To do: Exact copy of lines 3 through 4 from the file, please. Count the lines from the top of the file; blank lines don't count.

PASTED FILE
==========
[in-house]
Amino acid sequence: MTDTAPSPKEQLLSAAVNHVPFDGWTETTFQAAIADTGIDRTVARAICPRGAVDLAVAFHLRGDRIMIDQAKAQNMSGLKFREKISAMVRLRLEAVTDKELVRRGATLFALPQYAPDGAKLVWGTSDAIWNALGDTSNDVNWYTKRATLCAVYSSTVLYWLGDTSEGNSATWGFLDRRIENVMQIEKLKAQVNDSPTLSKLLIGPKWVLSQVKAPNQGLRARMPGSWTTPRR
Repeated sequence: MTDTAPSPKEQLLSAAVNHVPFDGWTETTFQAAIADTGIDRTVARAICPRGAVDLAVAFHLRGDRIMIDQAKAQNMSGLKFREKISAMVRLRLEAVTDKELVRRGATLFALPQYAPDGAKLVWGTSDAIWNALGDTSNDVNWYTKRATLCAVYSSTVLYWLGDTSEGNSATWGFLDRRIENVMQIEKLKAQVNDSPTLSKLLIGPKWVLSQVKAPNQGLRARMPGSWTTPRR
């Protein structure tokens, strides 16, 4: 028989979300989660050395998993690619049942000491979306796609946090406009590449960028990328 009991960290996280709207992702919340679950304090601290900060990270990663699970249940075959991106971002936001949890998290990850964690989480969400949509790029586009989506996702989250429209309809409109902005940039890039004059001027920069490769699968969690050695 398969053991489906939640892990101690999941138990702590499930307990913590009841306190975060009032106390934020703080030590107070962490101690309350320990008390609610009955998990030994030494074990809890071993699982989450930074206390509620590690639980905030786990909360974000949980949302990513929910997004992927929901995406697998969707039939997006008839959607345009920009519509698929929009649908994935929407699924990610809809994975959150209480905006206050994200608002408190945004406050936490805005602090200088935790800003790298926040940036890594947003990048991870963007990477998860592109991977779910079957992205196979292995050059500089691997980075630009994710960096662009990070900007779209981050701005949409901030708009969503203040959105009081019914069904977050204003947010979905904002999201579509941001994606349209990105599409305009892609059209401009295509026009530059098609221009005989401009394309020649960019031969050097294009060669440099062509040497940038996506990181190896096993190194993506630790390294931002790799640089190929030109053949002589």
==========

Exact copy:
Repeated sequence: MTDTAPSPKEQLLSAAVNHVPFDGWTETTFQAAIADTGIDRTVARAICPRGAVDLAVAFHLRGDRIMIDQAKAQNMSGLKFREKISAMVRLRLEAVTDKELVRRGATLFALPQYAPDGAKLVWGTSDAIWNALGDTSNDVNWYTKRATLCAVYSSTVLYWLGDTSEGNSATWGFLDRRIENVMQIEKLKAQVNDSPTLSKLLIGPKWVLSQVKAPNQGLRARMPGSWTTPRR
């Protein structure tokens, strides 16, 4: 028989979300989660050395998993690619049942000491979306796609946090406009590449960028990328 009991960290996280709207992702919340679950304090601290900060990270990663699970249940075959991106971002936001949890998290990850964690989480969400949509790029586009989506996702989250429209309809409109902005940039890039004059001027920069490769699968969690050695 398969053991489906939640892990101690999941138990702590499930307990913590009841306190975060009032106390934020703080030590107070962490101690309350320990008390609610009955998990030994030494074990809890071993699982989450930074206390509620590690639980905030786990909360974000949980949302990513929910997004992927929901995406697998969707039939997006008839959607345009920009519509698929929009649908994935929407699924990610809809994975959150209480905006206050994200608002408190945004406050936490805005602090200088935790800003790298926040940036890594947003990048991870963007990477998860592109991977779910079957992205196979292995050059500089691997980075630009994710960096662009990070900007779209981050701005949409901030708009969503203040959105009081019914069904977050204003947010979905904002999201579509941001994606349209990105599409305009892609059209401009295509026009530059098609221009005989401009394309020649960019031969050097294009060669440099062509040497940038996506990181190896096993190194993506630790390294931002790799640089190929030109053949002589």